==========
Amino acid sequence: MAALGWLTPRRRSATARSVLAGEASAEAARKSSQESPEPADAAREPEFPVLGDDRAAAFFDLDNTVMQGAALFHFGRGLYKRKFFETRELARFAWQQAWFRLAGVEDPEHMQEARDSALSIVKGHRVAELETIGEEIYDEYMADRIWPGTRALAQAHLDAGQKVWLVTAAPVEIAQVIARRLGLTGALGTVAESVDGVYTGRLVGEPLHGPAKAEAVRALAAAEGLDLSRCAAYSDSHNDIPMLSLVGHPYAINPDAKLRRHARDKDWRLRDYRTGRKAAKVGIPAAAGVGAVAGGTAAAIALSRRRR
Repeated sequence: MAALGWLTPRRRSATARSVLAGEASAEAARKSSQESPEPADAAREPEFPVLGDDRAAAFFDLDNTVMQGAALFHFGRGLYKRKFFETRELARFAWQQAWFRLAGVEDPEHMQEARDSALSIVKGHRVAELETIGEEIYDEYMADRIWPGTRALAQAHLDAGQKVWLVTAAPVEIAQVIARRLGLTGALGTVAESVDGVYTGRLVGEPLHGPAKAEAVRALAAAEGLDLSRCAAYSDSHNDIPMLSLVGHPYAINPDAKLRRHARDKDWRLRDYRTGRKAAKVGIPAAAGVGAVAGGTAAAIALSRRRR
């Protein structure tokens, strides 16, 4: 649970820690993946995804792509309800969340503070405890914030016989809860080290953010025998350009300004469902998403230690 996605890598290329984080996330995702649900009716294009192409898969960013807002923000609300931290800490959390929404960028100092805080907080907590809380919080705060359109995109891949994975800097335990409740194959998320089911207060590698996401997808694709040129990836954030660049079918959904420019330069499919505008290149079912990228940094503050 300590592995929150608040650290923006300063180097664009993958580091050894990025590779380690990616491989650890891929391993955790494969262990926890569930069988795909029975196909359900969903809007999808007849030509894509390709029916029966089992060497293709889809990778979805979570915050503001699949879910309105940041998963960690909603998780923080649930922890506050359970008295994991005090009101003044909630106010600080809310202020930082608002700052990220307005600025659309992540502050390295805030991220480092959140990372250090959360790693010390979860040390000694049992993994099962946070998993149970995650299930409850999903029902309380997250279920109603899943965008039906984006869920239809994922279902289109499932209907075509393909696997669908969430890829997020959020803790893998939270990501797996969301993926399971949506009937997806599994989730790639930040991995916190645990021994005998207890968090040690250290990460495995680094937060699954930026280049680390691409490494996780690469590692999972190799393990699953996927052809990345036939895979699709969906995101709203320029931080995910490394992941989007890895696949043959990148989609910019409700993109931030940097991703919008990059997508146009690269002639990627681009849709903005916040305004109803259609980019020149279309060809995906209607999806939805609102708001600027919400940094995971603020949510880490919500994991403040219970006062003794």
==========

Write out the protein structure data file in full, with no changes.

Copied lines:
Amino acid sequence: MAALGWLTPRRRSATARSVLAGEASAEAARKSSQESPEPADAAREPEFPVLGDDRAAAFFDLDNTVMQGAALFHFGRGLYKRKFFETRELARFAWQQAWFRLAGVEDPEHMQEARDSALSIVKGHRVAELETIGEEIYDEYMADRIWPGTRALAQAHLDAGQKVWLVTAAPVEIAQVIARRLGLTGALGTVAESVDGVYTGRLVGEPLHGPAKAEAVRALAAAEGLDLSRCAAYSDSHNDIPMLSLVGHPYAINPDAKLRRHARDKDWRLRDYRTGRKAAKVGIPAAAGVGAVAGGTAAAIALSRRRR
Repeated sequence: MAALGWLTPRRRSATARSVLAGEASAEAARKSSQESPEPADAAREPEFPVLGDDRAAAFFDLDNTVMQGAALFHFGRGLYKRKFFETRELARFAWQQAWFRLAGVEDPEHMQEARDSALSIVKGHRVAELETIGEEIYDEYMADRIWPGTRALAQAHLDAGQKVWLVTAAPVEIAQVIARRLGLTGALGTVAESVDGVYTGRLVGEPLHGPAKAEAVRALAAAEGLDLSRCAAYSDSHNDIPMLSLVGHPYAINPDAKLRRHARDKDWRLRDYRTGRKAAKVGIPAAAGVGAVAGGTAAAIALSRRRR
């Protein structure tokens, strides 16, 4: 649970820690993946995804792509309800969340503070405890914030016989809860080290953010025998350009300004469902998403230690 996605890598290329984080996330995702649900009716294009192409898969960013807002923000609300931290800490959390929404960028100092805080907080907590809380919080705060359109995109891949994975800097335990409740194959998320089911207060590698996401997808694709040129990836954030660049079918959904420019330069499919505008290149079912990228940094503050 300590592995929150608040650290923006300063180097664009993958580091050894990025590779380690990616491989650890891929391993955790494969262990926890569930069988795909029975196909359900969903809007999808007849030509894509390709029916029966089992060497293709889809990778979805979570915050503001699949879910309105940041998963960690909603998780923080649930922890506050359970008295994991005090009101003044909630106010600080809310202020930082608002700052990220307005600025659309992540502050390295805030991220480092959140990372250090959360790693010390979860040390000694049992993994099962946070998993149970995650299930409850999903029902309380997250279920109603899943965008039906984006869920239809994922279902289109499932209907075509393909696997669908969430890829997020959020803790893998939270990501797996969301993926399971949506009937997806599994989730790639930040991995916190645990021994005998207890968090040690250290990460495995680094937060699954930026280049680390691409490494996780690469590692999972190799393990699953996927052809990345036939895979699709969906995101709203320029931080995910490394992941989007890895696949043959990148989609910019409700993109931030940097991703919008990059997508146009690269002639990627681009849709903005916040305004109803259609980019020149279309060809995906209607999806939805609102708001600027919400940094995971603020949510880490919500994991403040219970006062003794």